Laying a foundation for a pond can be quite challenging. This task should be completed with the utmost care to ensure that all of the construction is done the correct way, thereby limiting any future patchwork that must be completed due to wear and tear issues.
- Skill level:
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Things you need
- Spray paint
- Level and scrap pieces of wood
- Flat stones or tiles
- Flexible plastic or PVC pond liner
- Waterproof concrete
- Microfiber/fibreglass secondary concrete reinforcement
- 3/4-inch wire mesh
- Rebar or tie rods
- Rubber-based pool paint (optional)
Clear the ground in the area around the future pond. Spray paint the shape of the pond onto the ground. Lay scrap wood across the pond space and check the level of the pond. Use your shovel to make small adjustments to the ground level. The pond should be completely level in all directions. If laying a pond on a hill, specialised landscaping will be necessary to level the area.
Touch up the spray paint border if necessary. Dig a shelf on the outside of this border about 2 inches deep and about as wide as the border stones/tiles.
Dig out the pond to a depth of 16 inches to 30 inches. The sides should slope into the middle.
Lay flexible pond liner in the bottom of the pond. Try to remove as many wrinkles as possible. Let the pond liner drape over the outside of the exterior shelf. The excess can be removed later. Pond builders in areas that get severe frosts may wish to line it with gravel before setting the concrete on top of the flexible liner.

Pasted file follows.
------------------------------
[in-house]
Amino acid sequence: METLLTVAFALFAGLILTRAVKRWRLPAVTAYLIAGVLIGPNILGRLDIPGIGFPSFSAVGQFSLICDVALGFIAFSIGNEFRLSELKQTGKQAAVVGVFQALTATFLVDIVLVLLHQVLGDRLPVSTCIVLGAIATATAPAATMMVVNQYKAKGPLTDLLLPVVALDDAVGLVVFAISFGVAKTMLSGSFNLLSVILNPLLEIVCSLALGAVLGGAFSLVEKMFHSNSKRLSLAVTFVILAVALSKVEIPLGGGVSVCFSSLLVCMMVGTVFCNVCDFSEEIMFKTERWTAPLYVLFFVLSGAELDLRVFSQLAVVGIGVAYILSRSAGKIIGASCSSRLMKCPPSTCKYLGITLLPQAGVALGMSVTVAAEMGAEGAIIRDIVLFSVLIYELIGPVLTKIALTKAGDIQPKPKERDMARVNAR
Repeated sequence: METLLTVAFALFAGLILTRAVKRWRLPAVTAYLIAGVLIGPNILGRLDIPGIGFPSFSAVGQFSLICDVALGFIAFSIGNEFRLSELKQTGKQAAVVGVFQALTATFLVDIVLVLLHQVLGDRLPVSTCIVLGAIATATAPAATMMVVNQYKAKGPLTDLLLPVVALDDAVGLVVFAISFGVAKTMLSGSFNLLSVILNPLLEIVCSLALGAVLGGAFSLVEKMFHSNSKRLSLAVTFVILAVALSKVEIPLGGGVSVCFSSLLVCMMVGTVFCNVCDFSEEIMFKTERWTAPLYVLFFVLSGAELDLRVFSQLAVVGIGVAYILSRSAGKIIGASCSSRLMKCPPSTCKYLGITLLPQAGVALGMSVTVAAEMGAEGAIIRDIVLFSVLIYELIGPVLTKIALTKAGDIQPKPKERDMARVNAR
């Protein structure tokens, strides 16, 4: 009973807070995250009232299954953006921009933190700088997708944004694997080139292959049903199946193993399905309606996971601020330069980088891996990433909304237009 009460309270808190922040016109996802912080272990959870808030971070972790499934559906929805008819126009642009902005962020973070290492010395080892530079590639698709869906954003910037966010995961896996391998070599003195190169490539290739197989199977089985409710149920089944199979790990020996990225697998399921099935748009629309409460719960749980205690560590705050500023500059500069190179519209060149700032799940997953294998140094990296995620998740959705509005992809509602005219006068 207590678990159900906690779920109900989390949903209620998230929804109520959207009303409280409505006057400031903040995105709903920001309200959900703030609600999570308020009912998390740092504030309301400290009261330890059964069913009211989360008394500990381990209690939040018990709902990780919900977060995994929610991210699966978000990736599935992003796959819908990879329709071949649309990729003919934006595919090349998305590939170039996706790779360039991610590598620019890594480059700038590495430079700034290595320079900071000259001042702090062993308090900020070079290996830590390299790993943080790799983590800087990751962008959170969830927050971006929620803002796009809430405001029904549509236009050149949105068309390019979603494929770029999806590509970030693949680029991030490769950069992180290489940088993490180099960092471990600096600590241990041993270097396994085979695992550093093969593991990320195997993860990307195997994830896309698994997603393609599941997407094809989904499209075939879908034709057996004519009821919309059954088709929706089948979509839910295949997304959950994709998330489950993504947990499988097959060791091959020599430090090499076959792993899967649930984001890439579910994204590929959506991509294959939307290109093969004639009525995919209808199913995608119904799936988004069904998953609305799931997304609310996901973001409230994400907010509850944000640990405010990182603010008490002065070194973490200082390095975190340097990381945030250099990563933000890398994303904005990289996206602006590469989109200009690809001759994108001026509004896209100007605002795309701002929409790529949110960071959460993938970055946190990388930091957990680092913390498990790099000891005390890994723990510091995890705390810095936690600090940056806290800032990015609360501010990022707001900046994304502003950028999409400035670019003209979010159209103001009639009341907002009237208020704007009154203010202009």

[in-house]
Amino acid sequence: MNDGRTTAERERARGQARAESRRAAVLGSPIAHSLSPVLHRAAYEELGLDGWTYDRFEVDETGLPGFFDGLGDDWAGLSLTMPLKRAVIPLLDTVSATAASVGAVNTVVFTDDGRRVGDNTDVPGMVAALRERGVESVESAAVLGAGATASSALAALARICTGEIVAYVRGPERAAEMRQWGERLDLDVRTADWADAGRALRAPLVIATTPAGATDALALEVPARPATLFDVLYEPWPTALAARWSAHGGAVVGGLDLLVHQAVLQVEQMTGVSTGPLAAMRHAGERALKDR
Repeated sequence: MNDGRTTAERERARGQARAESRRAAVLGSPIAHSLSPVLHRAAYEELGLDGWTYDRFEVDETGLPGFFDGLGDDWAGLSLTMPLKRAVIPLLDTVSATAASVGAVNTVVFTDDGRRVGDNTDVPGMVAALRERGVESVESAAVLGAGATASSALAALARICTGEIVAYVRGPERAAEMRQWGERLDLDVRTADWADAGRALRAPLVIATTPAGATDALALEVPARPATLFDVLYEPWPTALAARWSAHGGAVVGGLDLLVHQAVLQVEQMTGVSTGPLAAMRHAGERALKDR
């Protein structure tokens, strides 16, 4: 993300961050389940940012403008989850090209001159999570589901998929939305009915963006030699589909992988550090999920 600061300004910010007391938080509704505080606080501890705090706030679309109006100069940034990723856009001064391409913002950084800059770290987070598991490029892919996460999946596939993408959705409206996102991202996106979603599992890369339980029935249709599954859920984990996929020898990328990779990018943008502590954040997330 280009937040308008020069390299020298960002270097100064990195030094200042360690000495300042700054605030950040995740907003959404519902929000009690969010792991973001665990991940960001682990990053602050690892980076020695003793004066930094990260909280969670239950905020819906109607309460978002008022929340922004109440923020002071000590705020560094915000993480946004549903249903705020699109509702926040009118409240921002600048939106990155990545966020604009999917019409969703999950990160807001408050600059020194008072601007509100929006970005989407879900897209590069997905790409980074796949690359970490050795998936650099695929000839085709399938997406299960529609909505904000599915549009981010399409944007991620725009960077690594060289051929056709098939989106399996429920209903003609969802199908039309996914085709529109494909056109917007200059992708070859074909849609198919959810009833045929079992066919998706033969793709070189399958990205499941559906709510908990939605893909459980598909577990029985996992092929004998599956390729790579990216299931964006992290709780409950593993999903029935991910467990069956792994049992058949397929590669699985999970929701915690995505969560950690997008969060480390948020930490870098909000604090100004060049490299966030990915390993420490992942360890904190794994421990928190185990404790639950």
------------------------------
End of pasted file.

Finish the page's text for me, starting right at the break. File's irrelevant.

Cover the flexible pond liner with the wire mesh. If building a larger pond, rebar or tie rods should be used as well. Be careful not to puncture the flexible liner. Shape the mesh to the approximate shape of the pond. If it hovers an inch or so above the liner in places because it is oddly bent, that’s good. Don’t lay the mesh over the outer shelf, only in the pond.
Mix the concrete and sand in a ratio of 1:3 (cement to sand). Add the secondary concrete reinforcement as well. The mixture should be slightly stiff. If the mixture is too runny, add more cement to get the right texture.
Starting in the centre of the pond, spread the concrete at least 3 inches thick over the liner and wire mesh. Be sure to cover the wire mesh completely. Spread the concrete from the centre outward, up the sloping sides and into the outer shelf. Do this all at once, not over several days or hours. Add another layer of concrete if there is still exposed wire mesh showing. Use a scrap piece of wood rather than a metal trowel to smooth the concrete. Wood is less likely to puncture the liner. Place the border stones into the shelf. Press them into the concrete.
Fill the pond with water once the concrete becomes firm. Do this slowly and gently so the water pressure does not deform the concrete. Using a scrap piece of flexible liner over the wet concrete can be helpful. Remove this after the pond is filled so the water contacts the concrete directly.
Drain the pond after one week. Cure the pond by filling with water and vinegar. The correct ratio is 200:1. For instance, a 200-gallon pond would require 1 gallon of vinegar. Allow the pond to cure for three days. This will draw lime out of the concrete, because lime can be harmful to some aquatic creatures. Drain the pond again and fill it with clean water. Add fish, plants or other aquatic life after 48 hours.
Tips and warnings
- Try to perform this task when there is supposed to be good weather for at least a week straight to limit interruptions in its construction.
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